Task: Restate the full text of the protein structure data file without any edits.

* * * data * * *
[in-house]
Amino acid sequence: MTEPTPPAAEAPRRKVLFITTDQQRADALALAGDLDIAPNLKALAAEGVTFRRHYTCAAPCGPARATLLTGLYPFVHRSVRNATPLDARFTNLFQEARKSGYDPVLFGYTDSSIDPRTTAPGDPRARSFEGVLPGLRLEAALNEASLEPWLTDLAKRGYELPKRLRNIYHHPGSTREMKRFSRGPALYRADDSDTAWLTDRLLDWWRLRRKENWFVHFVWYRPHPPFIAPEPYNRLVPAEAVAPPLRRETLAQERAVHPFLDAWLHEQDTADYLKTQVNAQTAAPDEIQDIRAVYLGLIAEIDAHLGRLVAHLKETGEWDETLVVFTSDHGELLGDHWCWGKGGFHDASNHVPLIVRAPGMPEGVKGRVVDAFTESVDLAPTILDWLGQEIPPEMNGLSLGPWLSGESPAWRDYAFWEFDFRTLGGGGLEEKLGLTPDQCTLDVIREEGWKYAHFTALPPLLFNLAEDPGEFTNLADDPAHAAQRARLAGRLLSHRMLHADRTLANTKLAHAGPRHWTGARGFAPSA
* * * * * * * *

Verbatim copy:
[in-house]
Amino acid sequence: MTEPTPPAAEAPRRKVLFITTDQQRADALALAGDLDIAPNLKALAAEGVTFRRHYTCAAPCGPARATLLTGLYPFVHRSVRNATPLDARFTNLFQEARKSGYDPVLFGYTDSSIDPRTTAPGDPRARSFEGVLPGLRLEAALNEASLEPWLTDLAKRGYELPKRLRNIYHHPGSTREMKRFSRGPALYRADDSDTAWLTDRLLDWWRLRRKENWFVHFVWYRPHPPFIAPEPYNRLVPAEAVAPPLRRETLAQERAVHPFLDAWLHEQDTADYLKTQVNAQTAAPDEIQDIRAVYLGLIAEIDAHLGRLVAHLKETGEWDETLVVFTSDHGELLGDHWCWGKGGFHDASNHVPLIVRAPGMPEGVKGRVVDAFTESVDLAPTILDWLGQEIPPEMNGLSLGPWLSGESPAWRDYAFWEFDFRTLGGGGLEEKLGLTPDQCTLDVIREEGWKYAHFTALPPLLFNLAEDPGEFTNLADDPAHAAQRARLAGRLLSHRMLHADRTLANTKLAHAGPRHWTGARGFAPSA